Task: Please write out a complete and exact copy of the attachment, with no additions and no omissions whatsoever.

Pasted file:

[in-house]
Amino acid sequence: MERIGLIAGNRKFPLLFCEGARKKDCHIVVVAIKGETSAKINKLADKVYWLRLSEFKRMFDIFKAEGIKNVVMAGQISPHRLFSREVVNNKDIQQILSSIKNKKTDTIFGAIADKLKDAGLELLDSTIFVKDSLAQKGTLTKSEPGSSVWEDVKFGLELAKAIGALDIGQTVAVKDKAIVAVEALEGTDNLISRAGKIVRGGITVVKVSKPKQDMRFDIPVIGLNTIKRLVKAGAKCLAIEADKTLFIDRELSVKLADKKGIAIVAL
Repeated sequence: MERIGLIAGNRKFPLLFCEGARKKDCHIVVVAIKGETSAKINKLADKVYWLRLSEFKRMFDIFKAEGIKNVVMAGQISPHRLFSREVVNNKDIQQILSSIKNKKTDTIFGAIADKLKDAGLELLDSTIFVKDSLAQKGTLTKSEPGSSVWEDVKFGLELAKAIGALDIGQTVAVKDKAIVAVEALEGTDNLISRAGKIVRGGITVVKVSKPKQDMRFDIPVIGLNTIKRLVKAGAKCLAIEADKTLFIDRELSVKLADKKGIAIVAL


[in-house]
Amino acid sequence: MERIGLIAGNRKFPLLFCEGARKKDCHIVVVAIKGETSAKINKLADKVYWLRLSEFKRMFDIFKAEGIKNVVMAGQISPHRLFSREVVNNKDIQQILSSIKNKKTDTIFGAIADKLKDAGLELLDSTIFVKDSLAQKGTLTKSEPGSSVWEDVKFGLELAKAIGALDIGQTVAVKDKAIVAVEALEGTDNLISRAGKIVRGGITVVKVSKPKQDMRFDIPVIGLNTIKRLVKAGAKCLAIEADKTLFIDRELSVKLADKKGIAIVAL
Repeated sequence: MERIGLIAGNRKFPLLFCEGARKKDCHIVVVAIKGETSAKINKLADKVYWLRLSEFKRMFDIFKAEGIKNVVMAGQISPHRLFSREVVNNKDIQQILSSIKNKKTDTIFGAIADKLKDAGLELLDSTIFVKDSLAQKGTLTKSEPGSSVWEDVKFGLELAKAIGALDIGQTVAVKDKAIVAVEALEGTDNLISRAGKIVRGGITVVKVSKPKQDMRFDIPVIGLNTIKRLVKAGAKCLAIEADKTLFIDRELSVKLADKKGIAIVAL